Just to clear this up Puget. The two little screws are attached to a molded in brass fitting. They are not just screwed into plastic. They should be as strong as the mainsheet padeye. I haven't heard of too many failures. I know of a couple who were towed in their Oasis by a tinnie for 36km and reached 20km/h. The towline was attached to the bow padeye.
The main problem with hanging the kayak by the bow padeye is that plastic creeps over time when constantly under pressure and temperature changes.



That makes a lot of sense. Hobie has more sense than I was giving them credit for. I'll start using that padeye a lot more. Until now I've been attaching my bow line as a Y to the aka brace.


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PostPosted: Tue Apr 02, 2013 5:34 pm 
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Puget wrote:
Until now I've been attaching my bow line as a Y to the aka brace.
I tie my bowline to the front crossbar and thread it through a shackle attached to the bow padeye. Nothing to do with the strength of the padeye - it's just easier to get at from the cockpit.

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PostPosted: Wed Apr 03, 2013 1:19 am 
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The interesting thing is that Hobie actually built a faster trimaran sailboat as the predecessor to the Adventure Island. I have seen the prototype sitting in the Hobie factory yard and the Plant Manager told me that he and other Hobie staff still sail it for fun. He said it sails quite a bit faster than the Island boats but Hobie chose to go with the versatility of the kayak island configuration that we have today.

So if Hobie wanted to release that boat it likely would fill the spot for additional performance in a trimaran that this thread is calling for. I got the feeling that its still a wet ride though.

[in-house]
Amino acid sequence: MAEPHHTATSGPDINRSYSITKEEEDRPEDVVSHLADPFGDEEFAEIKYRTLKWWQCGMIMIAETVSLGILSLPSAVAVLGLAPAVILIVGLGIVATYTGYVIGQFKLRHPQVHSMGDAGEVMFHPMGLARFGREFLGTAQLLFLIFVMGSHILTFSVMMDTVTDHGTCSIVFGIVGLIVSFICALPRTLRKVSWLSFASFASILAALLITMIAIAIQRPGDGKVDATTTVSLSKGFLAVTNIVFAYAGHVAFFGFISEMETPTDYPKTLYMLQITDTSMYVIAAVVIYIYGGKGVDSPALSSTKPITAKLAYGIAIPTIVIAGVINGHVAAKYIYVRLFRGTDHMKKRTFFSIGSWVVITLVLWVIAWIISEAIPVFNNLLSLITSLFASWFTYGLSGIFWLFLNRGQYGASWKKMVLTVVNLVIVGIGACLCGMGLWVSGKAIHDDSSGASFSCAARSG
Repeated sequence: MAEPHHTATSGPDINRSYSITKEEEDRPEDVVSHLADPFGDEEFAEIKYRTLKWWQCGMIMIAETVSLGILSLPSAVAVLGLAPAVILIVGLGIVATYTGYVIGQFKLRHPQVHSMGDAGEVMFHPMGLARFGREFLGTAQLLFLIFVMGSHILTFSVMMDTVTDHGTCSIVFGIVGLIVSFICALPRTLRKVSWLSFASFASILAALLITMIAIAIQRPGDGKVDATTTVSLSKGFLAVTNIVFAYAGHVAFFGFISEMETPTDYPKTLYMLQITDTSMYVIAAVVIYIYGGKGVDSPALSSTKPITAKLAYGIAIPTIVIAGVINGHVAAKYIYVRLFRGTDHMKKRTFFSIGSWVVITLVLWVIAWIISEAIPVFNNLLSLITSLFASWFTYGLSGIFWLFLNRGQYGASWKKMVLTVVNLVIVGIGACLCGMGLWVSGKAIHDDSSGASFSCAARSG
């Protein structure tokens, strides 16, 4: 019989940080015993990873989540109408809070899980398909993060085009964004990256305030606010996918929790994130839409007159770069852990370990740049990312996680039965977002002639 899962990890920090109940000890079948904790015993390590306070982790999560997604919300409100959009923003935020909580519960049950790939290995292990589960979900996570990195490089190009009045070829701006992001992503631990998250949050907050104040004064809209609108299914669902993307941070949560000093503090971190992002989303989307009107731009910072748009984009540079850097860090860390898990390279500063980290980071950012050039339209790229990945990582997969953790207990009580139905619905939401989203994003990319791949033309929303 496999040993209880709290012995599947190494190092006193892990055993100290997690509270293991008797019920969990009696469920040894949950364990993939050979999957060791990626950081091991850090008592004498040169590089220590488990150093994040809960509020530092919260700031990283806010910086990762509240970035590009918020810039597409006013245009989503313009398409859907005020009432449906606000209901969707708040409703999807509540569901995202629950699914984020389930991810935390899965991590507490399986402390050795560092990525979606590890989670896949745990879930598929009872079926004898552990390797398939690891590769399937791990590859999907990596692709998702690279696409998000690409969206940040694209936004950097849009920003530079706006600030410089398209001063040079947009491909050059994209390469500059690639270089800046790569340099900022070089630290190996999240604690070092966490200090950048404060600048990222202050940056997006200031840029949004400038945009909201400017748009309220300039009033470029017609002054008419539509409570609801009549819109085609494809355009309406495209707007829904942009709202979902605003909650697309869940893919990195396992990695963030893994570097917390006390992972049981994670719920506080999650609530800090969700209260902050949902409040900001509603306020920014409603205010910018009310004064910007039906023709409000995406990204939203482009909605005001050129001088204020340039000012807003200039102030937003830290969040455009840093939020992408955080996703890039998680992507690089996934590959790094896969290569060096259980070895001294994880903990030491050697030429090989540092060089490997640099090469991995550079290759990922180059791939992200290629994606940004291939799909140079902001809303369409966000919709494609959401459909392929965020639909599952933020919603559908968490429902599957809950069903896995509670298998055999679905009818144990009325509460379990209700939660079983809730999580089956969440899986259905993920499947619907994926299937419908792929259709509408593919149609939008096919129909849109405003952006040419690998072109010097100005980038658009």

Barry

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PostPosted: Wed Apr 03, 2013 4:46 pm 
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A 12+ knots bow shower? You'll get no complaints there.

That's what sprayskirts and "copilots" are for. 8)


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PostPosted: Wed Apr 03, 2013 7:07 pm 
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I just built my first spray skirts this week--3 sets of them. I'm ready.

Keith

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Last edited by Chekika on Thu Apr 04, 2013 6:10 am, edited 1 time in total.

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PostPosted: Wed Apr 03, 2013 8:54 pm 
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Oh good - we're still talking. :wink:

I've seen a WETA with sprayskirts too, and they work quite well. Plus, you get a slightly drier, "hiking out there" Haka-style ride.

The real point is, once you push +10 knots, sitting near the water on ANY little sailboat is going to feel like a ride though the ultra carwash. :mrgreen:


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PostPosted: Thu Apr 04, 2013 6:13 pm 
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aussieonyak wrote:
The interesting thing is that Hobie actually built a faster trimaran sailboat as the predecessor to the Adventure Island. I have seen the prototype sitting in the Hobie factory yard and the Plant Manager told me that he and other Hobie staff still sail it for fun. He said it sails quite a bit faster than the Island boats but Hobie chose to go with the versatility of the kayak island configuration that we have today.

So if Hobie wanted to release that boat it likely would fill the spot for additional performance in a trimaran that this thread is calling for. I got the feeling that its still a wet ride though.

Barry
Aussie, did you see this one too?